Sexual Assault Case
Accounts of what happened on December 1993 in this event of sexual assault would never be proven due to the victim whose untoward behaviour would leave her character inspiring neither sympathy nor trust in the matter. In New York for the filming of ‘Above the Rim’ Tupac went out club-hopping with new friend Jacques ‘Haitian Jack’ Agnant and it was while at Nell’s nightclub in downtown Manhattan where Tupac claimed he first encountered young Ayanna Jackson on the dancefloor where she unzipped his pants and led him to a dark corner of the club by the penis where she performed oral sex. Jackson claimed Tupac chased her all around the club before cornering her and, using her words: “Pressed my head down onto his penis in a brief three-second encounter.”
The couple had further pursued their relations in Tupac’s hotel room that night, (Whether Pac allegedly physically carried her the distance back without people noticing, despite him being the hottest young face of hip-hop or she went willingly despite apparently being forced to perform oral sex) would be obvious to some. Four days later the girl showed up at the Le Parker Meridian hotel and spent the afternoon with Pac in his suite massaging him before a scheduled performance. He was soon joined by Agnant and friend of the promoter’s. Tupac and friends claimed Jackson was a willing participant in group sex, she claims she was the victim of gang rape. Tupac insisted he left the room disgusted and went to take a nap. The girl, disagreeing with his account, accused him of encouraging the three men, pulling her hair, and sodomizing her. Pac vehemently denied her account. Agnant was represented by an attorney affiliated with the police union and the Patrolman’s Benevolent Association and pleaded guilty to misdemeanor charges. Tension grew between Pac and Agnant after Pac made disparaging remarks about the hustler in New York’s Daily News. The case continued over the following year. This left Tupac to attend other pending cases.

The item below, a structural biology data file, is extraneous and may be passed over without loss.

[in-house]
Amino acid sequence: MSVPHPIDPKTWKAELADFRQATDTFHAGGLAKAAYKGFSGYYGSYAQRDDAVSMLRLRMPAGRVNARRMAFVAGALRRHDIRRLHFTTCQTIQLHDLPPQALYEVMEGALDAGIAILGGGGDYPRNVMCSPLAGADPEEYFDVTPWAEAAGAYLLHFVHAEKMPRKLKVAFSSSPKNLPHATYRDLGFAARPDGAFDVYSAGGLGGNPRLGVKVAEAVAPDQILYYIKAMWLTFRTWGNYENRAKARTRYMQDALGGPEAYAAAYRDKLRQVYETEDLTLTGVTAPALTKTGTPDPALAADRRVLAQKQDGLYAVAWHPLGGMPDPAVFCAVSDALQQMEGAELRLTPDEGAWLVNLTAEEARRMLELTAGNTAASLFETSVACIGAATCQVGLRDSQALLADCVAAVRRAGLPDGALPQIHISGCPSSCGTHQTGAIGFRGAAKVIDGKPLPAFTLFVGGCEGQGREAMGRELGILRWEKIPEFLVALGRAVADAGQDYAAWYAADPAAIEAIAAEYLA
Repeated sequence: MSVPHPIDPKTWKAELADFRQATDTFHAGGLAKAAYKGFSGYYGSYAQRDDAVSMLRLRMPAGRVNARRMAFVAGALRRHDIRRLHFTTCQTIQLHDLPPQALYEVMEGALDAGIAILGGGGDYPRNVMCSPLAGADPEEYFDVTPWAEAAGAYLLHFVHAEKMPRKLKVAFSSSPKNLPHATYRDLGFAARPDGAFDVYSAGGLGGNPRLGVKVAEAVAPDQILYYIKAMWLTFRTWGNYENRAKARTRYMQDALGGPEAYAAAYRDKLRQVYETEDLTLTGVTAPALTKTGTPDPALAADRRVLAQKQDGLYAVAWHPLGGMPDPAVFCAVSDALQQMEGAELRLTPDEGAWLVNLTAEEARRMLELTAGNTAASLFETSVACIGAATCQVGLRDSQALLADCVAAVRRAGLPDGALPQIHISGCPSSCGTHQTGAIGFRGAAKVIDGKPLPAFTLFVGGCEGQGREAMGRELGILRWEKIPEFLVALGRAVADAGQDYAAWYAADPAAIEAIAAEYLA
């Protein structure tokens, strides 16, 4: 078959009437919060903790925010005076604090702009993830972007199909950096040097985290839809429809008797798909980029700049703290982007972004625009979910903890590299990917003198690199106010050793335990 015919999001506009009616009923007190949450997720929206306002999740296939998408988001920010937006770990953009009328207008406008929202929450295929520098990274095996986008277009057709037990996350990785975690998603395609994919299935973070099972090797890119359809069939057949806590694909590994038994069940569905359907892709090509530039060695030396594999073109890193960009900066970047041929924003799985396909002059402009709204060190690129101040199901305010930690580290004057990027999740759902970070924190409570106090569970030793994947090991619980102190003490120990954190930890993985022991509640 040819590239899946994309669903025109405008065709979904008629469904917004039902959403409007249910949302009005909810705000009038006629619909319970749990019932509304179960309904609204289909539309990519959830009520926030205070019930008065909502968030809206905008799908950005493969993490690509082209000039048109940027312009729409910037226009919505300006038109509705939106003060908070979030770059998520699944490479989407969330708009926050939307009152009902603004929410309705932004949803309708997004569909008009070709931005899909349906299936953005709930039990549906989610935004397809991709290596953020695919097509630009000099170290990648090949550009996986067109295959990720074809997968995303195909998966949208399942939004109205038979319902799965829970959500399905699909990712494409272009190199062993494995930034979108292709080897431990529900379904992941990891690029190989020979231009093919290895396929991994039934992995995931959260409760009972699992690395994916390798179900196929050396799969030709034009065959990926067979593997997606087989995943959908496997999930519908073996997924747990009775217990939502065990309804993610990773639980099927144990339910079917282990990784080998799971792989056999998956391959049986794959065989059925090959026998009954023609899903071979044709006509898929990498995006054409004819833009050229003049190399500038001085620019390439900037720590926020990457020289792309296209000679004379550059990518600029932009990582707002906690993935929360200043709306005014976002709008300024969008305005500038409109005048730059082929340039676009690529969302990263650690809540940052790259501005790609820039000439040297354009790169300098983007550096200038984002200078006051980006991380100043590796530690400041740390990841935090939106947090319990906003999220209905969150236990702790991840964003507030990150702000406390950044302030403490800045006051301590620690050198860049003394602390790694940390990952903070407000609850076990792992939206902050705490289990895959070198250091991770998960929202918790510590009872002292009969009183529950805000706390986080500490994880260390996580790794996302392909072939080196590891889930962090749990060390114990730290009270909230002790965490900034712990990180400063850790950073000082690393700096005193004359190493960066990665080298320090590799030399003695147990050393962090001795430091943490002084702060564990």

On February 1, ’94 Tupac wound up in municipal court in Los Angeles to answer assault charges filed against him by film directors Allen and Albert Hughes after they had both cast him in their film ‘Menace II Society’. When he read the script he considered he had been cast as a sucker and arrived on set with an entourage of gangbangers where Allen was beaten badly while his brother fled the scene. Tupac later pleaded guilty in court and faced sentencing on March 10. Less than twelve hours before his scheduled appearance he was confronted by five Crips at a convenience store on Sunset Boulevard and after one struck Tupac in the face, he grabbed a pair of scissors from a display case and chased after the group down the street in front of dozens of witnesses. The news was spread over the morning papers and national TV crews showed up at his court appearance where prosecutors argued that Mr. Shakur was a young man who could not control his temper. He was sentenced to fifteen days in jail and community service. He immediately flew back to New York after finishing his time.